From: Jet Propulsion Laboratory
Posted: Monday, April 8, 2002
Hundreds of people who helped make NASA's Galileo mission to Jupiter a long-running success are drawing recognition from the Space Foundation with an award being presented today in Colorado Springs, Colo.
The Space Foundation, a non-profit group supporting space activities, space professionals and education, selected Galileo's NASA and industry team to receive a Space Achievement Award. "The selection recognizes the design, development, launch and operation of the Galileo space probe, which resulted in a more-than-10- year odyssey of solar system exploration," said Steve Eisenhart, foundation vice president. "We're focusing on the abundance of scientific discoveries that Galileo has sent us."
Galileo was launched aboard the space shuttle Atlantis in 1989. The spacecraft flew by Venus, Earth and two asteroids on its way to Jupiter, and has been orbiting Jupiter since Dec. 7, 1995. On arrival day, a probe released by the orbiter parachuted into Jupiter's atmosphere for the first in-place measurements of a gas giant planet. Since then, Galileo has flown 33 close approaches past Jupiter's four largest moons. It found evidence for subsurface liquid layers of saltwater on Europa, Ganymede and Callisto, and it documented extensive volcanic activity on Io. Galileo returned about 14,000 images from its camera and 650 infrared images.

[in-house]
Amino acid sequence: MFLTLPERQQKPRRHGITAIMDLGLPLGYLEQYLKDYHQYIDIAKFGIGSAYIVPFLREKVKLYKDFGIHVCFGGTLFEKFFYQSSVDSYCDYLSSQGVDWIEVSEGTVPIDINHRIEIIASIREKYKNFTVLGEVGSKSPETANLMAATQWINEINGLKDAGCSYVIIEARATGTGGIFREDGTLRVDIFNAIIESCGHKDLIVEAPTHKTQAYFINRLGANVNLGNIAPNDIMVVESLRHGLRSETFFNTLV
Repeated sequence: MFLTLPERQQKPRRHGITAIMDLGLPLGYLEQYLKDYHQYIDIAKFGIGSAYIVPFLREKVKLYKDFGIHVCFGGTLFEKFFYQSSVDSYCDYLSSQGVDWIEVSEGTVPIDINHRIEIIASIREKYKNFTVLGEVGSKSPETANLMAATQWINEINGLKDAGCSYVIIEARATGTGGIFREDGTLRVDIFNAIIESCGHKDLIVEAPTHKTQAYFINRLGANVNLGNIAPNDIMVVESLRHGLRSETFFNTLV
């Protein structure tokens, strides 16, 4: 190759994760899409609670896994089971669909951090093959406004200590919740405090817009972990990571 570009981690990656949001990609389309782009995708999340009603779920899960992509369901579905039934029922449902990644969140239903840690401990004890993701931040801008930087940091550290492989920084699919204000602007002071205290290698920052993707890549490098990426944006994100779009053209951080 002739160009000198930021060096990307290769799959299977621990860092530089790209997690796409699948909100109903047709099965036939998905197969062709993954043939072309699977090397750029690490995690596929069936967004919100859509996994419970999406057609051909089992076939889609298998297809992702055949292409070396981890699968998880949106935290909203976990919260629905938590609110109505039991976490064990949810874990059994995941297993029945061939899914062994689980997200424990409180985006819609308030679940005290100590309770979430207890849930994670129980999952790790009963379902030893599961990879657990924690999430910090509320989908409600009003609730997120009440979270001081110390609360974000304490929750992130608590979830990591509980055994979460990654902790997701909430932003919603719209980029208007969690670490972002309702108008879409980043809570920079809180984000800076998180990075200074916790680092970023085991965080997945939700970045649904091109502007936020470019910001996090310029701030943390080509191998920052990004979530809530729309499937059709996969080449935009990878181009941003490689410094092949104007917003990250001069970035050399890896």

"This award is a tribute to the team of people at all phases of the project who made this mission the successful legacy of discovery that it is," said Dr. Eilene Theilig, Galileo project manager at NASA's Jet Propulsion Laboratory, Pasadena, Calif.
Galileo continues to return new scientific information after more than three times its originally scheduled two-year orbital tour. It will examine the high-radiation environment near Jupiter and the density of the small inner moon Amalthea when it flies near Amalthea for the first time in November.
Galileo information is available online at http://galileo.jpl.nasa.gov. JPL, a division of the California Institute of Technology in Pasadena, manages the mission for NASA's Office of Space Science, Washington, D.C. NASA's Ames Research Center, Moffett Field, Calif., managed the atmospheric probe. The Space Foundation is based in Colorado Springs.
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